The Times

WEDNESDAY AUGUST 15 2001

Who'd be a boy?

BY RICHARD MORRISON
The Times

The veteran feminist Doris Lessing says she feels sorry for men. So should we all. With no male role models, boys are already at the margins of society by the time they reach primary school

There they are, every evening, when I walk through the local park. A dozen teenage boys mooching round the kids’ playground: hoods up; faces clenched in sullen scowls; eyes hostile; fists thrust moodily into trouser pockets; gangsta-rap misogyny pounding incessantly through their skulls.

What is their purpose in life? At present, it’s to terrorise younger kids into handing over £5, £10 — or perhaps their mobile phones. Someone in the gang will know someone else who will exchange such plunder for drugs: no questions asked. In our part of North London every ten-year-old knows what’s going on.

But in the future? What does life hold for these boys? Many are already excluded from school. Next week’s GCSE results will hold no joy or anguish for them. Inarticulate except in F-words and C-words, illiterate except in comic strips, unemployable except by dealers in need of street-corner pushers, unloved even in their own broken homes, they have no “stake in society”. And they know it.

Sooner or later they will get caught doing bad things, and be incarcerated in one of Britain’s hellish youth jails. There they will survive by learning to do worse things. Or they won’t survive. Statistics suggest that quite a lot of them will end up dead before they are 25, either by their own volition or somebody else’s. They are Britain’s lost boys. Every town has them. There must be hundreds of thousands scattered across the country.

The “problem with boys” is not a new topic. Indeed, it has become one of the great middle-class frets, especially in August when exam angst hits its melodramatic zenith among the chattering classes. At the Edinburgh Festival this week, even that veteran feminist Doris Lessing felt she had to denounce the New Inequality, in which boys are made to “apologise for their existence” at school, while girls are given every chance to blossom and flourish. And in the next few days we can expect a clutch of headlines proclaiming an ever-widening “gender gap” between the nation’s soaraway, superconfident girls and its loutish, lagging lads.

This imbalance in achievement, apparent for years at primary-school and GCSE level, now seems to have worked its way into higher education as well. The ratio of female students to males in British universities is fast approaching three to two. That isn’t surprising. If you believe the mountain of telling comments collected in Adrienne Katz’s recent study, What Sons Say (published by Young Voice), the notion of learning is now perceived by boys of all social classes to be wimpish and uncool.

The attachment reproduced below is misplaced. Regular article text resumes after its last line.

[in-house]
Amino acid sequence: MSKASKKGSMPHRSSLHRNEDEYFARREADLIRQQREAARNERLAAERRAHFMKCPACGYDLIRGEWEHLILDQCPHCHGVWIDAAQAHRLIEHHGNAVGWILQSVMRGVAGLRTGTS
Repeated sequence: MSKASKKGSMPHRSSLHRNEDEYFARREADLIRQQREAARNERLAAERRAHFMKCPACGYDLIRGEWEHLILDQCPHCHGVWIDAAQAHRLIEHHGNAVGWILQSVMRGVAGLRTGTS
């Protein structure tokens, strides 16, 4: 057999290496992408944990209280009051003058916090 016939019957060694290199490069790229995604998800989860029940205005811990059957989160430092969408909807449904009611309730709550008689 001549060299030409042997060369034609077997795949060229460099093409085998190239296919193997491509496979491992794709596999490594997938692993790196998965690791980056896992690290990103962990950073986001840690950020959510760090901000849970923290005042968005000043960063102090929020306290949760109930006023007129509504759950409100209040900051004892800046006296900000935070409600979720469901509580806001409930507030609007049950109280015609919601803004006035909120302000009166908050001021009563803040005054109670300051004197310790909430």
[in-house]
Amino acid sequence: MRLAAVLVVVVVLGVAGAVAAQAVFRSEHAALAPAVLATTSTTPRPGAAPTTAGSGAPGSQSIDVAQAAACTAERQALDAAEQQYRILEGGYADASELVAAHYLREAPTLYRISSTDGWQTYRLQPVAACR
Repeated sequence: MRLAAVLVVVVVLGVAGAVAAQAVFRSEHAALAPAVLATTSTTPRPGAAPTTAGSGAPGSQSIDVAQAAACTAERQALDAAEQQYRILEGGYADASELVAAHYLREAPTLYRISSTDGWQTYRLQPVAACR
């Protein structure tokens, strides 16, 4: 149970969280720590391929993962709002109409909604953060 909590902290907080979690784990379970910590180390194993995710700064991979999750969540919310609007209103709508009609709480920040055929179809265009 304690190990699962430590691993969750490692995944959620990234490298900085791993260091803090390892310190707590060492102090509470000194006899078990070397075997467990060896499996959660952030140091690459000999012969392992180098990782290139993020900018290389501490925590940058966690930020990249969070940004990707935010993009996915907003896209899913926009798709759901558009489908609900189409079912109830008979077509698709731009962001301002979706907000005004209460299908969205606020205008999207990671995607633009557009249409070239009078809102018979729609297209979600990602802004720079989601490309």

But the real “problem boys” are not the scions of the middle classes. Even if the latter do “underperform” at school, the system will usually carry them inexorably onwards and upwards. Most will still end up earning more than their studious sisters.

No, the real problem lies lower down the male heap. Somehow we have created an underclass of untouchables: large numbers of disaffected boys with time and testosterone to burn and no incentive to conform to decent standards of behaviour.

That’s bad for them, and bad for us. We can see the results all around: in the thuggery of English football fans; in some of the most notorious murders of recent years; in the Bradford and Oldham riots; in the endemic bullying apparent even in primary-school playgrounds; in the horrifying spread of killer drugs on inner-city housing estates; and even in the casual aura of menace lurking in the parks and shopping malls of leafy suburbs like mine.

Preoccupied with the task of creating a “level playing-field” for girls, we have fatally ignored the problem boys. And “fatal” is not too dramatic a word in this context. In the 15-to-24 age group, males are five times more likely to attempt suicide than females, four times more likely to be addicted to drugs or alcohol, and nine times more likely to be sleeping rough on the streets.

If they also happen to be black, badly educated and from poor homes, the scales of life are weighed even more cruelly against them. In ostensibly egalitarian 21st-century Britain, a white middle-class girl can expect to live 15 years longer than a black working-class boy. Much of that discrepancy is explained by the number of young men who die violently before they have reached their mid-twenties.

What has caused this dangerous imbalance in the life prospects of different children? If you subscribe to the hypothesis of Anthony Clare’s recent doomladen tome On Men: Masculinity in Crisis, you will regard the boy problem as merely a by-product of a wider “meltdown” afflicting all males, young and old, as they discover that they have been washed up like debris by a tidal wave of social change. And in Edinburgh this week Doris Lessing expressed herself “shocked” at the “unthinking and automatic rubbishing of men which is now so part of our culture that it is hardly even noticed”. Perhaps that is too sweeping a generalisation. Nevertheless, many technological, educational and industrial trends in the past two decades have clearly worked to the disadvantage of boys. Most obviously, the sweaty manual-labour factories have largely disappeared. In the old days they used to provide steady work for millions of boys who left school without paper qualifications — work which, by its very physical nature, only males could do. The certainty of such employment gave boys a reason for keeping out of trouble.

Now they have no such reason. If you know at the age of 12 that you are heading for the unemployment scrapheap (as, for instance, many Asian boys in Bradford suspect), you have little incentive to treat schoolteachers — or any other authority figures — with respect.